7.2
A new infrared land surface emissivity database for the Community Radiative Transfer Model

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Thursday, 21 January 2010: 8:45 AM
B313 (GWCC)
Ronald L. Vogel, NOAA/NESDIS/STAR, Camp Springs, MD; and Q. Liu, B. Ruston, Y. Han, and F. Weng

Land surface emissivity is an important parameter in satellite remote sensing studies involving surface radiative properties, including surface-atmosphere interactions, surface energy balance, and assimilation of satellite radiances into numerical weather prediction models. In particular, emissivity is necessary for converting satellite measured brightness temperature to kinetic surface temperature. We seek to improve the infrared land surface emissivity component of the Community Radiative Transfer Model (CRTM). This model is used operationally at NOAA/NCEP for assimilating satellite radiances into the Global Forecast System numerical weather prediction model.

Currently, the CRTM contains a database of land surface emissivity values for the visible and infrared spectrum (0.2 - 15.0 μm) using a surface classification scheme consisting of 24 classes, i.e. each spectrum represents the emissivity of each of the surface classes. There is no temporal variation in the emissivity spectra, i.e. the spectra do not account for seasonal vegetation changes. The emissivity database was developed for the NPOESS algorithm program, but the derivation of the spectra was not recorded.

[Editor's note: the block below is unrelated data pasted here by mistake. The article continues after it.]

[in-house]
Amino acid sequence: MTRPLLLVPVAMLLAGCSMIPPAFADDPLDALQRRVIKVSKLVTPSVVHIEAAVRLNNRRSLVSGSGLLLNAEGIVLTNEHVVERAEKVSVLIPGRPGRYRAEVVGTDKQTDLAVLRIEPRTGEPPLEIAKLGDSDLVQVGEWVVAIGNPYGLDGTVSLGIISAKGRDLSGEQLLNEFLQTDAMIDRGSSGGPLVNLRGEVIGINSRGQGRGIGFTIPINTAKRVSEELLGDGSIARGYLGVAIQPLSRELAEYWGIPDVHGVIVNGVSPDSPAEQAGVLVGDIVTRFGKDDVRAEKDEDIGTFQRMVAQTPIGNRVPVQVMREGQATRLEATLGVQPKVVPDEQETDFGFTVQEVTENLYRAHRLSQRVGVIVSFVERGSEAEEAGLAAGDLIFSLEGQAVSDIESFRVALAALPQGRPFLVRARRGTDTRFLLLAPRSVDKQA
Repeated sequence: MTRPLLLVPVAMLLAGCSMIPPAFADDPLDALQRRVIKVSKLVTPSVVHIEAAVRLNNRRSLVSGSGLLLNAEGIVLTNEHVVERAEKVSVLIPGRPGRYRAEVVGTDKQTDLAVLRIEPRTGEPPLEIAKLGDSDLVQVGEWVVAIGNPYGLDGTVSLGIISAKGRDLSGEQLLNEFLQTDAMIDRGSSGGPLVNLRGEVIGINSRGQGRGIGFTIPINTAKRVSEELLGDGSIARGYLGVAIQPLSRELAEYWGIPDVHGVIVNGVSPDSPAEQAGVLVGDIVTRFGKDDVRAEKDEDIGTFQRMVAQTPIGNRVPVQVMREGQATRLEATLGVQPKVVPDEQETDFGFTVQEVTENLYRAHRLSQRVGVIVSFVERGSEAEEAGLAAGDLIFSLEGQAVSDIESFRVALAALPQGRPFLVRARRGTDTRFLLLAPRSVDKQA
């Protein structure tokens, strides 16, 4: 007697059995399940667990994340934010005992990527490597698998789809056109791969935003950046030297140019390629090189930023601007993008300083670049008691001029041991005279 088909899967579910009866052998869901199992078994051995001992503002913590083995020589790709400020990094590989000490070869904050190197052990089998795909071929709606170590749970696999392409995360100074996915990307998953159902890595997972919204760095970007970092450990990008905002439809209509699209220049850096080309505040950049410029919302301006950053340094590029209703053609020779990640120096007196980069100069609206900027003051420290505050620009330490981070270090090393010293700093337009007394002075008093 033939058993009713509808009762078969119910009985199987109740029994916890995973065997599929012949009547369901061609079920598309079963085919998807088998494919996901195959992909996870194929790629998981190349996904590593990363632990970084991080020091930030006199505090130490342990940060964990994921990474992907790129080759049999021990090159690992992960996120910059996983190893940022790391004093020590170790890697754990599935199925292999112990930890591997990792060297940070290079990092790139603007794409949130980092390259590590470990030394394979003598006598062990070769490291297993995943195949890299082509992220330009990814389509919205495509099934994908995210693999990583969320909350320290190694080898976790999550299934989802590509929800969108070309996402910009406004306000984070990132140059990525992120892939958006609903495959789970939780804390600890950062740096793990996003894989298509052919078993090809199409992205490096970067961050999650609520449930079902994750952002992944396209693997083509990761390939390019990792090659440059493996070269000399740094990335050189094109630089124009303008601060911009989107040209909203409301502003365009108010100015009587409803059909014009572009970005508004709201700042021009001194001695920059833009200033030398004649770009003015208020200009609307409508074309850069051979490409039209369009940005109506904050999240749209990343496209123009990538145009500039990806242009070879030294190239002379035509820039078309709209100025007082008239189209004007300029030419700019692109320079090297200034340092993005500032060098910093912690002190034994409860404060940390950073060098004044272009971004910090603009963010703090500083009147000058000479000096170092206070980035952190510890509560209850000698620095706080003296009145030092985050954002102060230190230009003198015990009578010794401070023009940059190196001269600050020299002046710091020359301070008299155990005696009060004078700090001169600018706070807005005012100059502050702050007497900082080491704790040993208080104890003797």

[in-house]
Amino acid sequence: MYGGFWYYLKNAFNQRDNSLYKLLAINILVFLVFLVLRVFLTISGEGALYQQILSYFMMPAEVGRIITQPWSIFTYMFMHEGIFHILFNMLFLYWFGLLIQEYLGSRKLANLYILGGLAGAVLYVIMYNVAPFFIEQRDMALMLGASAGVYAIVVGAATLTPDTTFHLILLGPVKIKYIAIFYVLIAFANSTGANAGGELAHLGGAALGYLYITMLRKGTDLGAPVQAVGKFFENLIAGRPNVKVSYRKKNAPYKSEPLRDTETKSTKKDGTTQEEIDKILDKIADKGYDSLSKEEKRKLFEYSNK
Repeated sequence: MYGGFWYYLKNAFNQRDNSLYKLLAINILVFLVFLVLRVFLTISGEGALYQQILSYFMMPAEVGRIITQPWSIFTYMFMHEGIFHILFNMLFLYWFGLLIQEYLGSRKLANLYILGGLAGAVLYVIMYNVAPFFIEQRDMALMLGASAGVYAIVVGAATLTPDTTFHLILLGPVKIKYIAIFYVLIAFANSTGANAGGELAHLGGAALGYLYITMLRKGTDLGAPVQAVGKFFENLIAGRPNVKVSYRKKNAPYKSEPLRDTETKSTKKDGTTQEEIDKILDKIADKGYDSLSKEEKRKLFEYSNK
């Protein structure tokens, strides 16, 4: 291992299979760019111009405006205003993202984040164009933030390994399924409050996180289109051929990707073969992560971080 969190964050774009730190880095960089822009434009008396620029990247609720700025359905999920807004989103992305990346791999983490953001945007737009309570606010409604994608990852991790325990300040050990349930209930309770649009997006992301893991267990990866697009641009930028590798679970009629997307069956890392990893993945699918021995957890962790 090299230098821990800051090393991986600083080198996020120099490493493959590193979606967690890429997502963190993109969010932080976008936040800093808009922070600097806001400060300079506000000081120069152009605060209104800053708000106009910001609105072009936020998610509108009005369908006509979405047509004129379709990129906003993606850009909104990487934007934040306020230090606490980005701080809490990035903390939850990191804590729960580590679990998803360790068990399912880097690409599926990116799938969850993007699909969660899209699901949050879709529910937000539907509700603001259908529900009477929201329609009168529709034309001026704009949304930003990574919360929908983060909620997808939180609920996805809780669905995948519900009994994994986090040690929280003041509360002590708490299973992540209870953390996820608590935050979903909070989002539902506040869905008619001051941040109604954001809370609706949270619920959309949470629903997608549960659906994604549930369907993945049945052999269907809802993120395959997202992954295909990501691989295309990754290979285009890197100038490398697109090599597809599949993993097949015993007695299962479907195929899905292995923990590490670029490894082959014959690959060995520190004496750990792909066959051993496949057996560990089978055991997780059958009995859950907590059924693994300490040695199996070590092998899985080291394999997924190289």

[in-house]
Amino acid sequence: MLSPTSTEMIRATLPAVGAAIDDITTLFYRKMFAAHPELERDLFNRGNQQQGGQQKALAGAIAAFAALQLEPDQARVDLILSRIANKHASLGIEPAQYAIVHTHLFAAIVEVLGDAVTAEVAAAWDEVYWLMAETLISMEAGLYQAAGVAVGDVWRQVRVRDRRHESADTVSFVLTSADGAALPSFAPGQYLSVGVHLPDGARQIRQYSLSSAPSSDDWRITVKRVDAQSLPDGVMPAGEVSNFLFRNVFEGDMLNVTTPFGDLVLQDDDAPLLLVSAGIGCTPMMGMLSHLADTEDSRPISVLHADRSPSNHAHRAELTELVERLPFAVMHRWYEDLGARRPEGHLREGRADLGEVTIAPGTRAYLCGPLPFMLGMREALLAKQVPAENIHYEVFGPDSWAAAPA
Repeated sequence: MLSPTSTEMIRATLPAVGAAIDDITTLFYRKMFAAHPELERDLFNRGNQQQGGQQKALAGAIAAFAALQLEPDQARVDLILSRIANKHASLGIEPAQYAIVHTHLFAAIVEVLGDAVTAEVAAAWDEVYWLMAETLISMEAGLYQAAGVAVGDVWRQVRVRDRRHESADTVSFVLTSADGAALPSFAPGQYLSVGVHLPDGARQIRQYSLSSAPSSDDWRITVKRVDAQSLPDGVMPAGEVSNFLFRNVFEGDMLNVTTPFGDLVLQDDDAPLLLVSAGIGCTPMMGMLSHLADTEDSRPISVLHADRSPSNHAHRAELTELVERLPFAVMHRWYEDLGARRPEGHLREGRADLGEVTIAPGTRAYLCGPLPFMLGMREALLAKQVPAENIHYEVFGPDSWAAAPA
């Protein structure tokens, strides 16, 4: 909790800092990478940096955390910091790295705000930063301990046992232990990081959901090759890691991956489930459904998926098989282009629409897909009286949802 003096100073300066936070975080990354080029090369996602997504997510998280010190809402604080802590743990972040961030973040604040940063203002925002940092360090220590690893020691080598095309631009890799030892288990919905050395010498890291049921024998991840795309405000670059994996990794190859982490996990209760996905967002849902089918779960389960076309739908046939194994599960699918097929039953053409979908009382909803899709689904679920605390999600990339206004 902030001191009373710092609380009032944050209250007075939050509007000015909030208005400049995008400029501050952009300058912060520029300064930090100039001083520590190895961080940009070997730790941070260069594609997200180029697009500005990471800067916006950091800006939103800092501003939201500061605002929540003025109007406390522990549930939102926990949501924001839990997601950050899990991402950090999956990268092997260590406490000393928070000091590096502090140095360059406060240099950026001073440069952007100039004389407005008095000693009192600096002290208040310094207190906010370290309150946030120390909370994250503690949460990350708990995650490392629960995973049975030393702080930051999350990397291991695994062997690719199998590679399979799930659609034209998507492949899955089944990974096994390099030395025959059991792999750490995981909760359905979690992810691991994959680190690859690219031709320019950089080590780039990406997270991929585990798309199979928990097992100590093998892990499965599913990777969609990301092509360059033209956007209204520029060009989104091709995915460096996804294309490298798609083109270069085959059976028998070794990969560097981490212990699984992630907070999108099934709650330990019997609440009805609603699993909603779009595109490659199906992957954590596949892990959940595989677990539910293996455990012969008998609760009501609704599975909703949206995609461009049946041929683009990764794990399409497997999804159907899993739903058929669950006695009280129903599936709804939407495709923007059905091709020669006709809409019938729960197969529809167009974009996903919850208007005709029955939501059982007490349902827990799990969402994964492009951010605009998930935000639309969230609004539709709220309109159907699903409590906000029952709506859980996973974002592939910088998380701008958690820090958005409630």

We developed a new set of infrared emissivity spectra, specifically designed for the surface classification scheme used by the Global Forecast System. In addition, a second emissivity database was designed for the IGBP classification scheme, a widely used surface classification scheme in the scientific community. The new database provides spectral surface emissivity (0.4 14.0 μm) and accounts for temporal vegetation change by using green vegetation fraction based on 25 years of AVHRR data (Jiang et al., 2008). The new emissivity spectra were generated by combining reflectance spectra from JPL's ASTER Spectral Library (Baldridge et al., 2008) for various surface materials in proportions representative of the surface classes of the classification schemes. The proportions were determined by finding the best fit (lowest bias) between CRTM simulations and GOES-12 Imager observations for the 3.9 μm and 10.7 μm channels.

Independent comparisons of CRTM simulations to satellite observations show that use of the new emissivity database reduces bias between CRTM and GOES Imager observations by 80% for the 3.9 μm channel and 15% for 10.7 μm channel, compared to CRTM's older emissivity database, for nighttime scenes across all seasons. Future work includes expanding the bare-soil classes to provide additional emissivity spectra for different soil types, since soil represents the highest variability in surface emissivity. In addition, a BRDF correction for daytime radiance simulations will be included in CRTM.